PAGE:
“People need that in-person assistance to understand the subtleties and nuances of a very complicated system,” she said. “You’re cutting these people off at the knees.”


Moody’s see stable finances for for-profit hospitals

Moody’s Investors Service sees the financial outlook for U.S. for-profit hospitals as stable.

Key to this forecast is the expectation that outpatient services will drive revenue and earnings growth. The ratings company sees outpatient service growth fueling a 2.5-3 percent earnings growth for for-profit hospitals over the next 18 months as much of American healthcare, under pressure from consumers and public and private insurers, seeks lower-cost settings. At the same time, Moody’s predicted,  higher patient costs and an increase in the number of uninsured Americans may lead to more bad debt for hospitals.

Moody’s noted that patients with high-deductible health plans will seek less costly settings than hospitals to save money. Also, the company said, the CMS’s proposal to let more orthopedic procedures be done on an outpatient basis could do more financial damage to hospitals.

Moody’s warned:

“Higher patient responsibility and fewer insured patients will lead to lower volumes, but also higher costs of uncompensated care. Even with strong cost controls, given the high fixed costs of operating hospitals, it will be difficult to expand margins in an environment of weak patient volumes and rising bad debt expense. At the same time, nursing shortages and rising fees associated with medical specialists (including outsourced emergency departments) will also pressure margins.’’

Still, profit margins of some for-profit systems may well widen in the coming months, Moody’s said. citing Quorum Health and Community Health Systems (CHS) benefiting from selling off less profitable facilities and LifePoint Health and HCA Healthcare improving efficiencies at recently acquired facilities.

Moody’s expects for-profit hospitals in Texas and Florida will recover quickly from losses associated with recent hurricane damage.

To read more, please hit this link.

 


Value-based care is a ‘bipartisan movement’

 

Shannon Muchmore writes in Healthcare Dive that CMS’s scaling back of bundled-payment programs won’t stop the shift to alternative models. The agency’s changes to such programs could have “immediate and long-term effects,” she writes, “but value-based care remains a bipartisan movement that won’t be easily stopped.”

She concludes:

“The changes from CMS may hinder the broader movement and set back bundled models because of less reliable results from the government programs, but they aren’t going to put an end to reform efforts.”

To read her article, please hit this link.

 

 


Looking at Medicare’s ‘skeletal’ site for hospice comparison shopping

By MELISSA BAILEY

For Kaiser Health News 

Medicare has launched a web site aimed at helping families choose a hospice — but experts say it doesn’t help very much.

The Centers for Medicare & Medicaid Services this week released Hospice Compare, a consumer-focused site that lets families compare up to three hospice agencies at a time, among 3,876 nationwide. Following similar Web sites for hospitals and nursing homes, the site aims to improve transparency and empower families to “take ownership of their health,” according to a press release.

Through the website, families can see how hospices performed in seven categories, including how many patients were screened for pain and breathing difficulties, and how many patients on opioids were offered treatment for constipation.

But the measurements of quality, which are self-reported by hospices, have limited utility, some experts say. Over three-quarters of hospices scored at least 91 percent out of 100 on six of the seven categories, a recent paper in Health Affairs found. Because so many hospices reported high marks, there is “little room” for using these metrics to measure hospice quality, argued the authors, led by Dr. Joan Teno at the University of Washington.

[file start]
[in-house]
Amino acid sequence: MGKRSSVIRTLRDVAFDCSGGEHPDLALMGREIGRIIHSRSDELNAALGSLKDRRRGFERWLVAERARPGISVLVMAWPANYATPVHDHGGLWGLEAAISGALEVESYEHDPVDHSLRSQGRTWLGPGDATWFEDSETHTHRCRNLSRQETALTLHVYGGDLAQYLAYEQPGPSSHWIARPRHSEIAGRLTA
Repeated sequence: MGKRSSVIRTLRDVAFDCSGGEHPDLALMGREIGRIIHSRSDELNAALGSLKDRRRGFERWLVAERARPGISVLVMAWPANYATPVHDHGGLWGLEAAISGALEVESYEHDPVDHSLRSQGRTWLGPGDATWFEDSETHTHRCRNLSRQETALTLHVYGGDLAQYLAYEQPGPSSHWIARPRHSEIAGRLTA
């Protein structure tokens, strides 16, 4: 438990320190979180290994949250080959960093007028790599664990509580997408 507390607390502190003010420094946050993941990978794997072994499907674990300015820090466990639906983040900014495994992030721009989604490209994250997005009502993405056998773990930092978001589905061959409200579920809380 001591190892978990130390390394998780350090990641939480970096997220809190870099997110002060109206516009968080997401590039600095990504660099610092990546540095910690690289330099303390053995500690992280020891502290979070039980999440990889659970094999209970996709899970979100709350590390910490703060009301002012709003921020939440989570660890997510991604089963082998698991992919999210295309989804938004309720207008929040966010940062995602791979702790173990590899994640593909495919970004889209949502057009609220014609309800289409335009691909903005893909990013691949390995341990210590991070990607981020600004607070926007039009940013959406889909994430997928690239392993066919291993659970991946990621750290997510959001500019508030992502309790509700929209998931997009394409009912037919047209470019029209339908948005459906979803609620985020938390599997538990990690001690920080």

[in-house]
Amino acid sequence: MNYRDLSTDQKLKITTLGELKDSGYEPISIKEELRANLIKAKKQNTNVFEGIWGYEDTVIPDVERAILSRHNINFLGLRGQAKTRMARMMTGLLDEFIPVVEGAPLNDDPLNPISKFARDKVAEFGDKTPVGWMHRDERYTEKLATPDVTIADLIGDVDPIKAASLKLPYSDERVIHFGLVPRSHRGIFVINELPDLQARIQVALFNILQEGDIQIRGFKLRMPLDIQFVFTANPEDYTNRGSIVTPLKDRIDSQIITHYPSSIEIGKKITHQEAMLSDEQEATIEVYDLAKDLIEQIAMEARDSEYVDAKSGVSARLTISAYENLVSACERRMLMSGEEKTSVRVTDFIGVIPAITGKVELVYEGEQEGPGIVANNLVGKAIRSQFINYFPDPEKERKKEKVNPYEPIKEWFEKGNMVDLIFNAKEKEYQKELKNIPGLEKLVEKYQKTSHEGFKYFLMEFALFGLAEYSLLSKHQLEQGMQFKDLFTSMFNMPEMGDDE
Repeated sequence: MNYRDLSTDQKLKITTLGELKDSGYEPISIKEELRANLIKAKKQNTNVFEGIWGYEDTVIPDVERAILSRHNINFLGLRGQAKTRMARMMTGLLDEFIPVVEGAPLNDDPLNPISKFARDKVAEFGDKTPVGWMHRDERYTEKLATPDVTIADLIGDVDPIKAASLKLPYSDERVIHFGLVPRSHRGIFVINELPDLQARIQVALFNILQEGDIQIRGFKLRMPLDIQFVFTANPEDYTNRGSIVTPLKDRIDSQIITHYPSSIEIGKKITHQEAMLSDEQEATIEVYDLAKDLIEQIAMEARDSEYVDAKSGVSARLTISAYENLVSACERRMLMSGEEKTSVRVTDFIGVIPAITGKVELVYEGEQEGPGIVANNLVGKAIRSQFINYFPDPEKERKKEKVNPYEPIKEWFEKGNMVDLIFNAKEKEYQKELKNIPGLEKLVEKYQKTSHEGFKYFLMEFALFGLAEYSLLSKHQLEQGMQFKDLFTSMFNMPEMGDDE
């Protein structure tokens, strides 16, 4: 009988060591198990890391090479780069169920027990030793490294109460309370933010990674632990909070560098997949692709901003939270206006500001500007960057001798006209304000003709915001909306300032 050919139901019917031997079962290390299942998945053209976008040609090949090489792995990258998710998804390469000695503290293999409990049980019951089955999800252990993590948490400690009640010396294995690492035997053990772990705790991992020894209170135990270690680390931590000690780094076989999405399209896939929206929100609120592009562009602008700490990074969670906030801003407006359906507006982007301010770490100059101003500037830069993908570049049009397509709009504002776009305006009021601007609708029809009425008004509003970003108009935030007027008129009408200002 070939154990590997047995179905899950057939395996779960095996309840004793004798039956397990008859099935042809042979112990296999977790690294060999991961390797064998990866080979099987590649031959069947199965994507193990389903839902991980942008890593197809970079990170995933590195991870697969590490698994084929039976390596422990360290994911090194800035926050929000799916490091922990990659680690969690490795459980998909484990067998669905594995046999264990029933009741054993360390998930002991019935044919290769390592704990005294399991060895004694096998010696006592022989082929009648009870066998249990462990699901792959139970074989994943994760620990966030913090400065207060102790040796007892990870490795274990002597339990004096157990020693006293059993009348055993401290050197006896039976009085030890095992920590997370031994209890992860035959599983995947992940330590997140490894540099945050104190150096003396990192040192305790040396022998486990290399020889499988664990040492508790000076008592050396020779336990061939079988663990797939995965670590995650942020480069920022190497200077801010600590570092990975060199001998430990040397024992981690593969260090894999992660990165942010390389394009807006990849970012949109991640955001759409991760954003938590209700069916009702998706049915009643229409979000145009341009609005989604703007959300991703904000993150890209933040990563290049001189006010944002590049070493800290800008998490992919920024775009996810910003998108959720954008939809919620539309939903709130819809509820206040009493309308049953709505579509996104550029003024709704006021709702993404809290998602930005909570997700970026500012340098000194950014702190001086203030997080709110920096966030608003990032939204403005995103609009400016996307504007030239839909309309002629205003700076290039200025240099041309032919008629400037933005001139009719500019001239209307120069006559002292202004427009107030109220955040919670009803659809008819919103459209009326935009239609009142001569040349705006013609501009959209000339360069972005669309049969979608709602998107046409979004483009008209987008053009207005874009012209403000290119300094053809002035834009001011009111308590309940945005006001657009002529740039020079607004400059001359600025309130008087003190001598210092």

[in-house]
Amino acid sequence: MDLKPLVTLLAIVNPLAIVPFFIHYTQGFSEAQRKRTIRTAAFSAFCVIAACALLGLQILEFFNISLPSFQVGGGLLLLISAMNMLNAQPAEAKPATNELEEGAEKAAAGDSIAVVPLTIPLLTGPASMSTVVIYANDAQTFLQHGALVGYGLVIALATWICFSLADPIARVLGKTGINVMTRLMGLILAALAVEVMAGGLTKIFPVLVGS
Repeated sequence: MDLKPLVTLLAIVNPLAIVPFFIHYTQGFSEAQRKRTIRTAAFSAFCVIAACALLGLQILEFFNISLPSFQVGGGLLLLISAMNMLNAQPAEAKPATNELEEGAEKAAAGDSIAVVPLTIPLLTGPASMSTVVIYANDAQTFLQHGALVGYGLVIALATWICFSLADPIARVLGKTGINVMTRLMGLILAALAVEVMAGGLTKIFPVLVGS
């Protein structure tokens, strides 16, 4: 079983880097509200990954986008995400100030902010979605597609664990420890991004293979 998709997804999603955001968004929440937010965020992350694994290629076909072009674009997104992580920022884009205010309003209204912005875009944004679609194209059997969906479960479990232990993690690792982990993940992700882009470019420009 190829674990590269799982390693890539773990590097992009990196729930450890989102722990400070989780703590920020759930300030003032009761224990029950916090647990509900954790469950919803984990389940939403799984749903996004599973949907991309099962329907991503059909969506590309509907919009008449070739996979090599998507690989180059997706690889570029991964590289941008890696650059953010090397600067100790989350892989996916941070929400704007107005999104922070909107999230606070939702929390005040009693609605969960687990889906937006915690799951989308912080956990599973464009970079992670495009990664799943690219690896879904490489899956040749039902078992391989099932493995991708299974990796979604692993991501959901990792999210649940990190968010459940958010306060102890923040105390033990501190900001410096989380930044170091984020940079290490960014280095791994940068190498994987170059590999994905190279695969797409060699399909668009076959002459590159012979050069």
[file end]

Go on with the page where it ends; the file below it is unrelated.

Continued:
The Hospice Compare grades are based on hospices reporting whether they followed a specific process, such as screening for pain when the patient arrives. This type of metric may lead staff to just check a box to indicate they completed the desired process, resulting in high grades for everyone, which is not helpful for consumers or for quality improvement, the authors wrote.

Meanwhile, Teno’s other research has found troubling variation in hospice quality, measured by how often hospice staff visit a patient when death is imminent.

“It’s nice that they’re at least beginning to be concerned about hospice quality,” said Dr. Joanne Lynn of the Altarum Institute, a longtime hospice physician  and researcher, of CMS’s new Web site. But “at the present time, it’s of pretty limited value.”

Lynn said people trying to choose a hospice would be better helped by other kinds of information, such as the average caseload for hospice staff; what percentage of patients are discharged alive; and whether the hospice predominantly serves nursing home patients or devotes significant resources to at-home care.

The Hospice Compare site also doesn’t say how often hospices run awry of federal regulations: Inspection reports, which contain verified consumer complaints as well as problems uncovered during routine inspections, are not part of the website, as they are for nursing homes.

Recent hospice inspection reports may be hard to find. Until a recent federal rule change, hospices could go as long as six years without being inspected. By 2018, CMS requires states to increase the frequency to once every three years.

Common quality measures for hospitals and nursing homes, such as mortality rates, don’t translate well to the hospice setting, where people are expected to die, Lynn noted.

Although Hospice Compare is “skeletal” at the moment, Lynn said, it does enable families to search which hospices are near them, and find the hospice’s phone number to start asking questions.

“I’m hoping that it continues to improve over time,” as CMS’s other consumer-focused sites have, she said.

Next year, CMS plans to add family ratings of hospices, including how timely hospice staff were when a patient needed help. CMS is also collecting data on the number of staff visits a patient received in the final week before death. That information should be made public in late 2018, a CMS spokesman said.